Ocean therapy: Surf Action helps veterans with PTSD

Produced by Emily Furness   Presenter and contributing writer: Amy Wall

Produced for: Surf Action 

A Cornish charity helps servicemen battle the waves at Tolcarne beach every Saturday – no matter what the weather.

Established in 2009, Surf Action is a leading Cornish based charity, which strives to help military personnel suffering from physical and physiological injuries, including Post traumatic Stress Disorder (PTSD). The charity aims to reintegrate members of the Armed Forces back into civilian life through the many benefits of surfing.

Alan Reynolds, a 57 year old veteran and clinic participant, said: “There are an increasing number of older veterans coming forward from legacy conflicts such as the Falklands and Northern Ireland because knowledge of, and attitudes towards have changed massively. I tried to commit suicide two and a half years ago.”

Alan hitting the water for some ocean therapy

“I turned to alcohol as a coping mechanism and I don’t really sleep. Thanks to the charity I have a formal diagnosis and know a lot more about PTSD and how to control it. By going surfing every week I have something I can rely on, so even if I’ve had a rubbish week.”

Alan also describes how even simplest things, such as wearing a surf cap over his ears to keep warm, can trigger claustrophobia and unease.

Officially recognised in the 1980’s, PTSD is described as an anxiety disorder, which often follows witnessing a violence or traumatic event. Symptoms include insomnia, flash backs and extreme anxiety.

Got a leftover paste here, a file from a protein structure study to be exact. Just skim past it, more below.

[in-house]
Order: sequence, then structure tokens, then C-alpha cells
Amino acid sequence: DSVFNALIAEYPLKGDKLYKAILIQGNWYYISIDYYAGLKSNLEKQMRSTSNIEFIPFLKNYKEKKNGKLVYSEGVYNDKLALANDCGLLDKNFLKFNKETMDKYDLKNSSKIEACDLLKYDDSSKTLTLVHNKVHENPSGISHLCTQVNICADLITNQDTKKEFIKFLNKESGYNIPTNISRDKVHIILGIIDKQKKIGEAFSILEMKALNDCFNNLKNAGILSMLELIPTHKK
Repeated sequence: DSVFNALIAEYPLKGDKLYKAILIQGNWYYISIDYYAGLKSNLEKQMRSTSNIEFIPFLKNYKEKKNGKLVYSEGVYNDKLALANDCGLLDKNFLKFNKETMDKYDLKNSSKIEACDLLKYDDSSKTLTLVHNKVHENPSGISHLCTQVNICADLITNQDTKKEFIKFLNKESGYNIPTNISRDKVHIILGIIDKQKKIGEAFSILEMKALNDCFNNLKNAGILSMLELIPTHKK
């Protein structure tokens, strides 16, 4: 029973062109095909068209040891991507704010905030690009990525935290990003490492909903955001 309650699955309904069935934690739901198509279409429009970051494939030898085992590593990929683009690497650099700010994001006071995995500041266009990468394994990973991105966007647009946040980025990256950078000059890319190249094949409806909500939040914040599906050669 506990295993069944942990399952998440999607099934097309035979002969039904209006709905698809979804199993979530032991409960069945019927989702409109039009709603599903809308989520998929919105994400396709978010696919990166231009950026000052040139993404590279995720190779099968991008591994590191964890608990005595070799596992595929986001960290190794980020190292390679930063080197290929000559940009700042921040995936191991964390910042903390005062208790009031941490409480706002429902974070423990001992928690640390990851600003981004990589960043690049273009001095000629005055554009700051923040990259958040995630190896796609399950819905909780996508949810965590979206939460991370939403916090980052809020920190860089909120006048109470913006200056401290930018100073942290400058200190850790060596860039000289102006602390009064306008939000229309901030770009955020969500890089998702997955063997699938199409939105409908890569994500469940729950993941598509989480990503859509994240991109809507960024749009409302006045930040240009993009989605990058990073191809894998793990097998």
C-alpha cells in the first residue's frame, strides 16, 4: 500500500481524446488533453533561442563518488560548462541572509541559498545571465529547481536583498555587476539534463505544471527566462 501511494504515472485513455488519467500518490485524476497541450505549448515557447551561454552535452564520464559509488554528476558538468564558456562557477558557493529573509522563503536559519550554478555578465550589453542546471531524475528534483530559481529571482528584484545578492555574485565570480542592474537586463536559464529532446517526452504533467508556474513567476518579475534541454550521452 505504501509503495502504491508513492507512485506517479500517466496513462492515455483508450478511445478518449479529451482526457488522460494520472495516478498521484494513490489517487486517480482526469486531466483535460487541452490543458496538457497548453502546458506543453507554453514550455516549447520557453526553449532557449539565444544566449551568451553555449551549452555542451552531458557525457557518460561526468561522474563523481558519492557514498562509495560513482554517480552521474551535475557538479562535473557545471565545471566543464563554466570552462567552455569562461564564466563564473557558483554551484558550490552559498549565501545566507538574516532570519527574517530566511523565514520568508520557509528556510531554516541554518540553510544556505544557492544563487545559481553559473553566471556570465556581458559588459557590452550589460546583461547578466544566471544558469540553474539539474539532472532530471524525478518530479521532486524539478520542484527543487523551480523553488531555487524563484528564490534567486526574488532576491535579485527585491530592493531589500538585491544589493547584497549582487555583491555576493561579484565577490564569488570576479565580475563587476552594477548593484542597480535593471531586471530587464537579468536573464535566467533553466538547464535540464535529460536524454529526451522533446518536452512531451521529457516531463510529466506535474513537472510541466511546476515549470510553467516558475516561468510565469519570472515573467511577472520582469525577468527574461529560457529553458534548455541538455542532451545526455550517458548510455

The affects of PTSD on the body

The charity recognises that surfing, as a vigorous activity, uses up any excesses in the body similarly as we would by running away or fighting, leading to a more positive and calmer outlook.

Joel Hewitt, a volunteer for Surf Action said that he believes it helps to talk to someone who isn’t from the military.

Surf Action members meet in Newquay on a weekly basis, with several uncompromising members not being swayed by the winter elements.

Mel Murphy, Surf Action Coordinator and RAF servicewoman, said: “I’ve been involved with Surf Action for around 4 years now. The charity aims to get all the family involved bringing the family back together, as well as focusing on the physical benefits that surfing and being in the outdoors brings.”

  • Surfing has been introduced to many veterans suffering with PTSD because;
    • It introduces you to a close knit group/tribe which the human brain works best with and in some ways replicates service life
    • By surfing in the natural environment it naturally boosts the body’s production of endorphins such as Serotonin which gives a feeling of happiness.
    • Surfing burns up the body’s stress chemicals such as Cortisol.
    • It aids the conversion of Serotonin into Melatonin in the evening which aids sleep.